That was the sensible thing to do. It was what her mother would want. But she knew, without a single doubt, that Sinclair would ignore the footman and do whatever he wanted to. Whereas if she pleaded with him, there was a chance he might help her.
With every moment she sat in this coach, Lord Lisford was taking her sister farther north, toward
Scotland. Time was critical, and what did she care if it was not an establishment a lady would dare to enter? She was already ruined. After five Seasons, Margaret knew what the ton thought of her. They believed she was to blame for Lord Lisford abandoning her before her wedding.
The familiar ache of bitterness stiffened her spine. It was high time the viscount paid the price for what he’d done to her. And if he thought he could hurt her sister without serious consequences, he was sadly mistaken.
Margaret ignored her servant and marched straight toward the door. For a moment, she paused with her hand upon the doorknob. Go back, her conscience ordered. But instead, she gathered her courage and opened the door.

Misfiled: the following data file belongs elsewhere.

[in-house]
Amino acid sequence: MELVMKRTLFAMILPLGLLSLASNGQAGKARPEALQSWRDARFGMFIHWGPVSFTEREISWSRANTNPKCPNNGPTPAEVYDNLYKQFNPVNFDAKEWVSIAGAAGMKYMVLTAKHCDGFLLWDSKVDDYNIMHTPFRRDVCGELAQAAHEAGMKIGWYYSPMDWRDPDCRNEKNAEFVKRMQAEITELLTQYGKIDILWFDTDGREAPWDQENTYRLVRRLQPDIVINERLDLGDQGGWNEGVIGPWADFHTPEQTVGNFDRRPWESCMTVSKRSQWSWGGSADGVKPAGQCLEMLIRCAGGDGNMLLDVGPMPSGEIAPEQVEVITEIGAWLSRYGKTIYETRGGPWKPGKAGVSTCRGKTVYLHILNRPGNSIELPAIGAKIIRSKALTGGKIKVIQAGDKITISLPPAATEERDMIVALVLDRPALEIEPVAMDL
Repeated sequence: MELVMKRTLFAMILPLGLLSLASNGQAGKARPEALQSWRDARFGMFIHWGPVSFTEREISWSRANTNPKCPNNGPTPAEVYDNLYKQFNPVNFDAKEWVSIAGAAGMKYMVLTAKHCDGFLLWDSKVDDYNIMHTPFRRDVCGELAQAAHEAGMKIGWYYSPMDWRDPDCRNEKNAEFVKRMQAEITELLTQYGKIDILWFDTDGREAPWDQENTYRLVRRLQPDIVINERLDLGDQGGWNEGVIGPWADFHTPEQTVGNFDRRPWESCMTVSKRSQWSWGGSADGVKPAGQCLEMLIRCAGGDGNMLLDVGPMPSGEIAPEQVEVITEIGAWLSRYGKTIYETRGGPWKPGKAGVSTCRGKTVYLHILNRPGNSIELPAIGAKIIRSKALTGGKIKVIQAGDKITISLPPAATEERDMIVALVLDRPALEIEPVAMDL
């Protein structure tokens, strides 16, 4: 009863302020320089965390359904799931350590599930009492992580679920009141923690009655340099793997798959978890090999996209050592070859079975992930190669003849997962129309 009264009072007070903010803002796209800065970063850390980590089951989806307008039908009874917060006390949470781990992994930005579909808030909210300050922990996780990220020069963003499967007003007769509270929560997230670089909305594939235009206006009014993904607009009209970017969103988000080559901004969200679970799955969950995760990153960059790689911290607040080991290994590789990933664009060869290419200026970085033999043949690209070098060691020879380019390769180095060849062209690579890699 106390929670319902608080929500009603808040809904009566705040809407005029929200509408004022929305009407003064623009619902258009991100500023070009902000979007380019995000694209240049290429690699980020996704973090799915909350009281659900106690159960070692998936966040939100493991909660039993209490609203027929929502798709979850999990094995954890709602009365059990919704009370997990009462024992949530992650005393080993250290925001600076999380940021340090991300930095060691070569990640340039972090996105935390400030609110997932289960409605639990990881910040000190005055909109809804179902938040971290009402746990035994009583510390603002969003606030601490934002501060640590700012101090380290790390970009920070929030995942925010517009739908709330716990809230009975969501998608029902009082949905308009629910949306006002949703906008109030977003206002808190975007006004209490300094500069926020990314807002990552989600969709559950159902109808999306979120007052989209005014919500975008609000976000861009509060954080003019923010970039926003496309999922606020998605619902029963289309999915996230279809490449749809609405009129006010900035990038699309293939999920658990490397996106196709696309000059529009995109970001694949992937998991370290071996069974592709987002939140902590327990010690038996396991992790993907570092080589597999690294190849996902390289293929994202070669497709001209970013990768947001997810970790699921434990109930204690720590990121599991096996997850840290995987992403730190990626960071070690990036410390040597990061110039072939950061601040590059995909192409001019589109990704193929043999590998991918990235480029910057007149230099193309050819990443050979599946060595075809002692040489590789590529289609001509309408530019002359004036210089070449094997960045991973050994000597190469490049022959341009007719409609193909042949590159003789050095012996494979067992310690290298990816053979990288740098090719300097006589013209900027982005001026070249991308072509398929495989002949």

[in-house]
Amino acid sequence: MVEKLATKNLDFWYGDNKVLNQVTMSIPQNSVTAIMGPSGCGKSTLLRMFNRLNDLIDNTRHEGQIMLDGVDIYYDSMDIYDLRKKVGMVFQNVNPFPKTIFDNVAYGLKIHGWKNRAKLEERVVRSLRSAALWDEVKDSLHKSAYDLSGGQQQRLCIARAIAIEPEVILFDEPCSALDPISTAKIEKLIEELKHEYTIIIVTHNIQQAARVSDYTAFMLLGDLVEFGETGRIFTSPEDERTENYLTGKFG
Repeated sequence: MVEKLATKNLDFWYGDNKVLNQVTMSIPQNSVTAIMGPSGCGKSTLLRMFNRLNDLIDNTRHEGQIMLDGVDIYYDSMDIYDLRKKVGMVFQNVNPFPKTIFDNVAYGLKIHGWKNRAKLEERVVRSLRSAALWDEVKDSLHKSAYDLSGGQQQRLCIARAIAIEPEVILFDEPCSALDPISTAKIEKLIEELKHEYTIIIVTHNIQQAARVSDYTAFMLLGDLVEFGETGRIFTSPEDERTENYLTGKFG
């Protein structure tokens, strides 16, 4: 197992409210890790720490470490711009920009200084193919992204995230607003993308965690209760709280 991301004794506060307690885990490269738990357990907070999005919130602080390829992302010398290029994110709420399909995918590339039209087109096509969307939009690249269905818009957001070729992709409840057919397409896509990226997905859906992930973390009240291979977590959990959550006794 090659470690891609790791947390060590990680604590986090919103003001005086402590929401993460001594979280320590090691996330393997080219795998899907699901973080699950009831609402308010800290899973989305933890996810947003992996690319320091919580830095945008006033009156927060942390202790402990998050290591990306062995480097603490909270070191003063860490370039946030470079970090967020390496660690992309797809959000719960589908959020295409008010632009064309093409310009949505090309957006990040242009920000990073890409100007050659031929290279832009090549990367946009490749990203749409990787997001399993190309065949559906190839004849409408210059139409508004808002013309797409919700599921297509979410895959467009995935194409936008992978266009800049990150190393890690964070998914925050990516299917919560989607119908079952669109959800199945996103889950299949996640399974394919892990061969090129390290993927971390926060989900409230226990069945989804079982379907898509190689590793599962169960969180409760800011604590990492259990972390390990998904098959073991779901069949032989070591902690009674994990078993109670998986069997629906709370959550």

The haze of tobacco cloaked the room, while the scent of ale filled the space. Men were playing cards in one corner, while others busied themselves with getting drunk as soon as possible.
She stared at each of the men until at last she located Sinclair. He didn’t move, but his mouth tightened when she stepped closer. Her presence was as out of place as a pig in a ballroom, and every male eye fastened upon her.
Her conscience was still screeching at the idea. Get out of here! Ladies do not associate with men at an inn. You cannot be here.
Cain Sinclair’s icy blue eyes regarded her as if she’d lost her mind. And perhaps she had, since she’d gone to such lengths to seek his help.
â€œYou don’t belong here, lass,â€ he said.
â€œAmelia’s been taken by Lord Lisford. You have to help me find her.â€ Margaret crossed her arms, staring coolly at a drunkard whose attention was fixed upon her bosom.
How did you think these men would react to your presence? her common sense chided. They’re nothing but rogues and vagrants. Any one of them would attack you, and then where would you be?